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How The FDA Approval Process Contributes To Defective Drugs



Before a pharmaceutical drug is approved by the FDA, a lengthy and complex drug approval process is involved. After a pharmaceutical manufacturer develops a new drug, it undergoes a lengthy laboratory testing process before approval is granted by the FDA to progress to clinical trials.

The FDA Drug Approval Process

Before clinical trials are authorized, a New Drug Application (NDA) must be submitted to the FDA for review. The NDA outlines the results of pre-clinical testing and sets forth a proposed clinical study protocol. The FDA is required to review the NDA within 30 days of its submission. If the FDA does not disapprove the application within the 30-day time period, the drug progresses to a Phase I clinical trial.

During the initial drug development process, studies are conducted by the drug's sponsor, usually a pharmaceutical company. Information is obtained concerning possible adverse side effects or serious complications associated with the drug. Initial research testing is required prior to proceeding to clinical trial studies.

The Clinical Trial Process

Clinical trials involve extensive research studies conducted on humans for the purpose of determining the safety and efficacy of new drugs before they are submitted to the FDA for approval. The clinical trial process is separated into four phases.

  • Phase I trials are conducted as a preliminary evaluation of the drug's safety for use on humans.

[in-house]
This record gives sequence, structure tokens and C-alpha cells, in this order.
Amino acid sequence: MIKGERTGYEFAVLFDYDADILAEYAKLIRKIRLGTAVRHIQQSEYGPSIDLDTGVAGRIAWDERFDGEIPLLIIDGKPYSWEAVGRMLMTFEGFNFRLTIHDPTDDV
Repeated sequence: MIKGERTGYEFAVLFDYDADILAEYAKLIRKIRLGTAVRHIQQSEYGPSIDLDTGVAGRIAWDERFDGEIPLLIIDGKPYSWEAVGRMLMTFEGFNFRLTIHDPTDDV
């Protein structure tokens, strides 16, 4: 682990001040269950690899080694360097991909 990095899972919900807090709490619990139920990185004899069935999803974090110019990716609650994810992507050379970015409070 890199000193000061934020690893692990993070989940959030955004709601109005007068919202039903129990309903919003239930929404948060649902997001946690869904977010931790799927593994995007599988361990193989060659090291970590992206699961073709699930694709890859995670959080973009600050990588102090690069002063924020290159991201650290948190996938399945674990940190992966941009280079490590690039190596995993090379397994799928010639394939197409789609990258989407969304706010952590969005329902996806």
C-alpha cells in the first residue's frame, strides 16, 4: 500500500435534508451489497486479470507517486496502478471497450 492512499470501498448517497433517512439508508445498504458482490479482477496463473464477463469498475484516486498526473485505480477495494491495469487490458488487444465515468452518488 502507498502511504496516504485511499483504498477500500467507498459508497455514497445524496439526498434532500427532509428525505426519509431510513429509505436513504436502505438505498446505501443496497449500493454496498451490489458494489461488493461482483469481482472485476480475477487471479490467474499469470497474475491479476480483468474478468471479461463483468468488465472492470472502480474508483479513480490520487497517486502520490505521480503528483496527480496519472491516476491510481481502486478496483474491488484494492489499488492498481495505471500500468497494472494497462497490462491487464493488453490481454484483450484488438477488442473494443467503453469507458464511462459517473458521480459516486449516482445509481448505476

• Phase II trials are conducted to determine the effectiveness of the drug and to screen participants for common side effects.
  • Phase III trials are conducted to ascertain the drug's effectiveness, safety, benefits and potential adverse complications.
  • Phase IV trials are known as post-marketing safety studies. These studies are conducted after the FDA has granted approval of the drug. The goal of post-marketing studies is to monitor the long-term safety and efficacy of the drug.

Detection Of Defective Drugs Following FDA Approval

Most drugs are approved by the FDA following the completion of Phases I through III. Phase IV studies are used by the FDA to gather additional information concerning the drug's safety and to establish a system through which to monitor reports of serious complications associated with the drug. The FDA has the ultimate responsibility to review all study data collected during clinical trials prior to granting marketing approval. In the event the pharmaceutical company misrepresents study data or withholds negative information, the FDA can grant approval based on erroneous information. Unfortunately, once a drug has been approved for marketing, information concerning adverse complications and fatalities is handled as an investigation, which can take several years to resolve.

Many serious complications are not discovered until after a new drug has been marketed to consumers. Recent post-marketing studies have revealed life-threatening complications associated with drugs such as Actos, Januvia, Byetta and Pradaxa. If serious complications are reported to the FDA, investigative actions can be taken, including the temporary removal of the drug from the market, or misbranding of the medication, as in the case of Januvia.

The FDA 30-day time period for "disproving" a new drug application has resulted in many drugs being summarily passed through to the clinical trial process. Despite regulatory safeguards and study protocols, many drugs are approved by the FDA without properly-conducted clinical trials, resulting in serious medical consequences and fatalities. It has become obvious that multi-national pharmaceutical companies have more power than the regulatory agencies responsible for protecting the safety of consumers.

Defective Drug Lawyers

If you have suffered serious complications or injuries after taking a defective drug, you have legal rights. You may be entitled to financial compensation for reimbursement of past, current and future medical expenses. You may be entitled to reimbursement for lost wages and potential loss of future earnings. Your defective drug lawyer can guide you through the legal process and assist you to obtain the compensation you deserve.